40% of Liberal Democrats, they all attended fee-paying schools,

:49:38.:49:40.

compared with 7% of the population as a whole.

:49:40.:49:46.

So, is the future more Bullingdon than bog standard comp? Does it

:49:46.:49:51.

matter that the Commons is not quite as common as what it used to

:49:51.:50:01.
:50:01.:50:05.

Jack Dromey and David Amess welcome to our discussion. Does it matter?

:50:05.:50:10.

Yes, it does. Parliament is increasingly narrow in whom it

:50:10.:50:16.

draws from. Progress is being made in the last 20 years in relation to

:50:16.:50:19.

women and black and Asian ethnic minority people. Much more progress

:50:19.:50:23.

needs to be made, but it's absolutely wrong that parliament

:50:23.:50:27.

has come to be dominated by the professional middle classes and

:50:27.:50:32.

professional political classes. What I want to see is parliament

:50:32.:50:36.

truly representative, including of the world of work, and that means

:50:36.:50:41.

car workers, care workers, but also chief executives. A rich diversity

:50:41.:50:46.

from the world of work in the House of Commons. People who have

:50:46.:50:49.

walkeded walk and talked the talk and know from experience what the

:50:49.:50:53.

real world is like. And what can be wrong with that? I think the way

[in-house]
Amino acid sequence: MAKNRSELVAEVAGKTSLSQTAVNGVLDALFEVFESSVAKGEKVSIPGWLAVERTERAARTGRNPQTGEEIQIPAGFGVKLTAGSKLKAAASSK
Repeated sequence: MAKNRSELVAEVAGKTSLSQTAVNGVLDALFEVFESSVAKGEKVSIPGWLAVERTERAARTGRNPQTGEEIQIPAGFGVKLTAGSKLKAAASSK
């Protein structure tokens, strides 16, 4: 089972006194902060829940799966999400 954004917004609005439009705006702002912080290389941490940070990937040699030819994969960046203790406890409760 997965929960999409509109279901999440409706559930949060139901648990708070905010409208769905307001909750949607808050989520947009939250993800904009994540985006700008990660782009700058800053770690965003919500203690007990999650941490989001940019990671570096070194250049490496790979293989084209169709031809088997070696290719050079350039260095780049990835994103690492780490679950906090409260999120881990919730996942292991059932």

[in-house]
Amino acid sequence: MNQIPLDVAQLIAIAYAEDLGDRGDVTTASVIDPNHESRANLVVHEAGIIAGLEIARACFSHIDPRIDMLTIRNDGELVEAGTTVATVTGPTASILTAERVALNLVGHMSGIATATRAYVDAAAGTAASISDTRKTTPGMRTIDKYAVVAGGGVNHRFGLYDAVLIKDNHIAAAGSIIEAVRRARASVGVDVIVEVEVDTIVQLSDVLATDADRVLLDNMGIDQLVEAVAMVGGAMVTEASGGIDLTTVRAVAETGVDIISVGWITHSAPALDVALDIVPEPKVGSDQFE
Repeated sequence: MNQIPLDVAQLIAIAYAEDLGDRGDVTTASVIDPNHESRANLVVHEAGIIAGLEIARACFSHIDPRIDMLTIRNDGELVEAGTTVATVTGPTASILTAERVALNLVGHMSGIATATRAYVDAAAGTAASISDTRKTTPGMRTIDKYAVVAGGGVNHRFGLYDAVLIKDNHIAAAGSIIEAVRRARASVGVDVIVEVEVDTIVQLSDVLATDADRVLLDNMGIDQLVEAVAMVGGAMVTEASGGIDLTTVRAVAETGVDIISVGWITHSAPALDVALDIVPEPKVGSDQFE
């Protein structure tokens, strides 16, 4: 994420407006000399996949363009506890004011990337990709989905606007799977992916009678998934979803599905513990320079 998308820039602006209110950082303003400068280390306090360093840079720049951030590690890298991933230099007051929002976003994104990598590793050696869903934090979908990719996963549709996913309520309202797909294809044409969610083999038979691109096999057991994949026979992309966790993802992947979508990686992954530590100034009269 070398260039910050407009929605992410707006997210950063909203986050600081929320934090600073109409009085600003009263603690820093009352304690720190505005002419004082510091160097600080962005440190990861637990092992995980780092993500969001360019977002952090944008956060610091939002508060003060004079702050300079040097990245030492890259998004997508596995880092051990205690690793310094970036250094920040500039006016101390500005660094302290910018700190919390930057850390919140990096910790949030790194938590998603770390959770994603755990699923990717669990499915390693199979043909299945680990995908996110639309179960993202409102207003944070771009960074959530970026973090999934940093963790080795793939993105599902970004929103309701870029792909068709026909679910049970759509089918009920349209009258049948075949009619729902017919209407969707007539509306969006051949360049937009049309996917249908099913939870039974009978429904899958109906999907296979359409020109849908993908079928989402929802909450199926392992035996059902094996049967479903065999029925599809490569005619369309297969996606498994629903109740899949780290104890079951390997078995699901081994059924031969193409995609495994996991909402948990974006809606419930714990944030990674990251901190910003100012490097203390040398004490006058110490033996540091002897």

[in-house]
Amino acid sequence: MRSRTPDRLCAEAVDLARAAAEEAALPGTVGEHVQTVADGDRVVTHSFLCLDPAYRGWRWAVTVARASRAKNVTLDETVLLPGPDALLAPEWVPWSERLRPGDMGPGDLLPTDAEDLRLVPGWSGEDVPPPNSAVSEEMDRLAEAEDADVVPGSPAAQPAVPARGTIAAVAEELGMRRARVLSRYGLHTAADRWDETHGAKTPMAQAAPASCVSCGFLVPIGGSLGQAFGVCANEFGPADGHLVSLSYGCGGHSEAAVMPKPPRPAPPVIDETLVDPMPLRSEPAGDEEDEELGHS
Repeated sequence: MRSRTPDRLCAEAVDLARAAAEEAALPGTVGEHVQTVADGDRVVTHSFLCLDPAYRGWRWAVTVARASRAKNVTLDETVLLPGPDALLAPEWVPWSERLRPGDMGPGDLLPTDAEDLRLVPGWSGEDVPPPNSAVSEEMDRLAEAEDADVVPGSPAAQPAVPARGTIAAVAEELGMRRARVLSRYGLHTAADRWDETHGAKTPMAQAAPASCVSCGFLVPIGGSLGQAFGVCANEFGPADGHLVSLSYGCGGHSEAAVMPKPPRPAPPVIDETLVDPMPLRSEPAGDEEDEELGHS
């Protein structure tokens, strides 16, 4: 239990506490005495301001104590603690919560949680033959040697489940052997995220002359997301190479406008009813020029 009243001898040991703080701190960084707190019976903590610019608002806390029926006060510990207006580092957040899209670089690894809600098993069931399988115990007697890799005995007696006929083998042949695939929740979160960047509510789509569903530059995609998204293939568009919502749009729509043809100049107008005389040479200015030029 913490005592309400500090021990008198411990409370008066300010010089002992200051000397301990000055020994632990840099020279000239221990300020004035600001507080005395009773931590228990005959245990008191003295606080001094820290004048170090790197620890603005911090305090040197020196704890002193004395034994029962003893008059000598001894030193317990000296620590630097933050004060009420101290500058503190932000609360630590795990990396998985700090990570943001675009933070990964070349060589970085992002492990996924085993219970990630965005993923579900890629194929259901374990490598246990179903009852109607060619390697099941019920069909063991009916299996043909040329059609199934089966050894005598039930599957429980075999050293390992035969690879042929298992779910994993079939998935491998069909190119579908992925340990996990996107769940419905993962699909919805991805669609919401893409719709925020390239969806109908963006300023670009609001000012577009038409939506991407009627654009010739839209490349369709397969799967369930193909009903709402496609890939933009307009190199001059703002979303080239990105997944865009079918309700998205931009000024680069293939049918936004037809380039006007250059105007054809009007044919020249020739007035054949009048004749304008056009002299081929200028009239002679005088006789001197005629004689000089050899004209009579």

:50:53.:50:57.

things are at the moment class just doesn't matter at all. The House of

:50:57.:51:00.

Commons is completely irrelevant. You could shut it down tomorrow, it

:51:00.:51:04.

wouldn't make any difference. The Commons was destroyed since 1997

:51:04.:51:09.

and if we get our power back it might matter. My mother still lives

:51:09.:51:13.

in the original terrace house in the East End of London, returning

:51:13.:51:17.

the first Labour member of parliament - you are much posher

:51:17.:51:21.

than I am, Jack and the Labour Party is for goodness sake. I

:51:21.:51:27.

haven't got a hangup about class. I just want the country to be

:51:27.:51:33.

governored well. I was brought up in the East End of London, no

:51:33.:51:37.

bathroom, outside toilet, no - I am proud of it but I don't go around

:51:37.:51:40.

saying I am a working class Conservative, because all MPs are

:51:40.:51:44.

middle class. The idea that we are going to pretend we are working

:51:44.:51:48.

class... David, I am surprised at you from your background, because

:51:48.:51:52.

it's not healthy. I am being frank about all political parties,

:51:52.:51:56.